As a new editor, I’m dealing with some surprising issues, things I had no idea would come up during the editorial process. One of these issues is the proper formatting of source citations. The order of elements in citations is of concern, certainly. Just as frequently, I’ve found that authors confuse the format for source list entries with that for reference notes. Each has a place in historical writing, but when should authors use what format?
The source citation Bible for genealogy is Elizabeth Shown Mills’ excellent resource, Evidence Explained: Citing History Sources from Artifacts to Cyberspace, 2nd ed. (Baltimore: Genealogical Publishing Company, 2009), commonly referred to as EE. The companion web site, which is also incredibly useful in learning how to create citations, is Evidence Explained. I’ll be using EE in the following discussion, for those who would like to follow along.
In EE, Elizabeth covers fundamentals of evidence analysis in Chapter 1 and fundamentals of citation in Chapter 2. Do not begin learning how to craft source citations without first reading these two chapters, as each provides an essential overview, or foundation, to the citation process. Section 2.4 on page 43 deals specifically with the various types of citations, of which Elizabeth identifies three. The following discussion concerns only two: source lists and reference notes.
Source lists are just that, compiled lists of sources used to create a work; in other words, a bibliography. These are formatted in a specific manner, with hanging indents. Individual entries also have specific qualities in the formatting.
Print publications are common in source lists, but by no means the only ones. If you’re following along, then turn to Chapter 12 of EE, which deals with citing publications and study the models found therein. A typical source list entry for a print publication looks as follows (just imagine there’s a hanging indent). Note that there are periods between each element in the citation, and the author’s name is surname first:
Mills, Elizabeth Shown. Evidence Explained: Citing History Sources from Artifacts to Cyberspace. Second edition. Baltimore: Genealogical Publishing Company, 2009.
Yes, I checked this against the QuickCheck Model for “Print Publications, Book: Basic Format” on page 646 and the QuickCheck Model for “Print Publications, Book: Revised Edition” on page 651. (The QuickCheck Models are one of the outstanding features of EE.)
If I were writing a large book and wanted to have a bibliography or a section of select resources, this is the style of citation I would use.
I would not use this citation style in footnotes or end notes for an article, as reference notes follow a completely different formatting style. A typical reference note looks like this (again, I checked it against the appropriate QuickCheck Model as I crafted it):
Elizabeth Shown Mills, Evidence Explained: Citing History Sources from Artifacts to Cyberspace, 2d ed. (Baltimore: Genealogical Publishing Company, 2009): 646, 651.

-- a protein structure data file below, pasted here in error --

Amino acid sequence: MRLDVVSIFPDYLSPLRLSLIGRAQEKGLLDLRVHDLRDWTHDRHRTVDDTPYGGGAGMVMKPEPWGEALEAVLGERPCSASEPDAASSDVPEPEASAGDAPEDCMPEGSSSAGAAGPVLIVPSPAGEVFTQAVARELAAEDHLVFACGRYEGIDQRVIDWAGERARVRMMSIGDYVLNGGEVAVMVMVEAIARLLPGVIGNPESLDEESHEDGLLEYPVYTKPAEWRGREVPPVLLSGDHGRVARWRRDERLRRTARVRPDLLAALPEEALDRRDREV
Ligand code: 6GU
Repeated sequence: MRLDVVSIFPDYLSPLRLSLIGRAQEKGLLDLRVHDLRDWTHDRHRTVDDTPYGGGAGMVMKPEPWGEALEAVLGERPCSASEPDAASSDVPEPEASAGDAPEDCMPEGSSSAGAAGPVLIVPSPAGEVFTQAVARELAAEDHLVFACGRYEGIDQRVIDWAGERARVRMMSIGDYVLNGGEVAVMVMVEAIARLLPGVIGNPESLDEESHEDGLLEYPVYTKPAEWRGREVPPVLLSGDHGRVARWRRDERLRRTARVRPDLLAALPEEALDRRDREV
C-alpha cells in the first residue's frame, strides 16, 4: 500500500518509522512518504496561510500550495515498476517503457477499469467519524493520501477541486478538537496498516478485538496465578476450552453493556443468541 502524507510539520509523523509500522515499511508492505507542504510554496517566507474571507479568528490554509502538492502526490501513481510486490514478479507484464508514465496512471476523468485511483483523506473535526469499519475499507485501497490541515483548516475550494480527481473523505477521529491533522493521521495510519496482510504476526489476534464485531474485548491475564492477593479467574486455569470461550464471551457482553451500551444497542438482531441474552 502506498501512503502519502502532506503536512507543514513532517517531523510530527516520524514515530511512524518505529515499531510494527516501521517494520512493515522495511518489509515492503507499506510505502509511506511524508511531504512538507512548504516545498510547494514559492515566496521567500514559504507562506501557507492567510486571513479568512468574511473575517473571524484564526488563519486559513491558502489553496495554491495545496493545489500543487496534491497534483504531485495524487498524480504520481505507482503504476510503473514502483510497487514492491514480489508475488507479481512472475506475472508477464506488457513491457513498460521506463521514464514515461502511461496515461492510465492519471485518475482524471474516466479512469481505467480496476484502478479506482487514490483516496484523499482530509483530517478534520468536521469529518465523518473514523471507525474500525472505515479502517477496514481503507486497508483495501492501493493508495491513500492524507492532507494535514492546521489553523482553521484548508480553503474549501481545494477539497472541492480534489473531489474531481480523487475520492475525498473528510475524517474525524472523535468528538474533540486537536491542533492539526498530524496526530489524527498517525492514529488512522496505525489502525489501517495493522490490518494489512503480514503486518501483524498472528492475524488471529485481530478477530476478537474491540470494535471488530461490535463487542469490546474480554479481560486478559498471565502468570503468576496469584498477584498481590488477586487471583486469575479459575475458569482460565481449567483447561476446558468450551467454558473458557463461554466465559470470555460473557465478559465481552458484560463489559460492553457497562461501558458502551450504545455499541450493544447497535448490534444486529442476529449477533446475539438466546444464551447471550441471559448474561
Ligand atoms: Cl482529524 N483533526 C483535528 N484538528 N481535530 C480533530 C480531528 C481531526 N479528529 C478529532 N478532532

Note the striking differences between the two formats. That’s because these citation styles are for very different purposes. Source lists (or bibliographies) are usually for items used as general or “collection-level” references (Hey, these are the sources I used to compile this gargantuan local history!), whereas reference notes identify specific information in a work or reference a particular document in a larger collection, while that information is being discussed in the narrative.
To confuse the issue, when a work is referenced a second time in a narrative, there’s a completely different format (called a second or subsequent reference note), but that’s a subject for another day. Suffice it to say that understanding and using the proper citation format is critical to correctly referencing your work. Plus, it makes an editor’s job much easier in the long run.
Now, another burning question: Which citation format should be used when citing sources in family tree software? As I understand it, several such programs have built-in reference capabilities, and you can use those, if you’re comfortable with them. I’m not. Because of this dissatisfaction, a few years ago I began keeping source citations in the notes fields for each individual, with the individual source citation formatted as a reference note prefaced by the specific information to which the reference pertains (e.g. parents’ names, date of birth, etc.). I do this so that I can transfer the citation from my family tree software to an article with little or no fuss. This is what works for me. If you would like to learn how to create citations in a family tree program using its pre-set features, I would recommend following Randy Seaver’s blog Genea-Musings, as Randy frequently discusses such issues.
Regardless of where or in what you’re citing sources, I recommend thoroughly reading Chapters 1 and 2 of EE, as well as the chapters covering the particular record you’re trying to cite. If you’re still having a hard time figuring out which formatting style to use, then study some well-documented articles, like the QuickLessons on the Evidence Explained web site or articles published in genealogy journals. If all else fails, ask someone who is familiar with source citation to help you. Understanding how to craft citations is an on-going learning process, and not one we should be afraid to tackle frequently.
Good luck and happy hunting!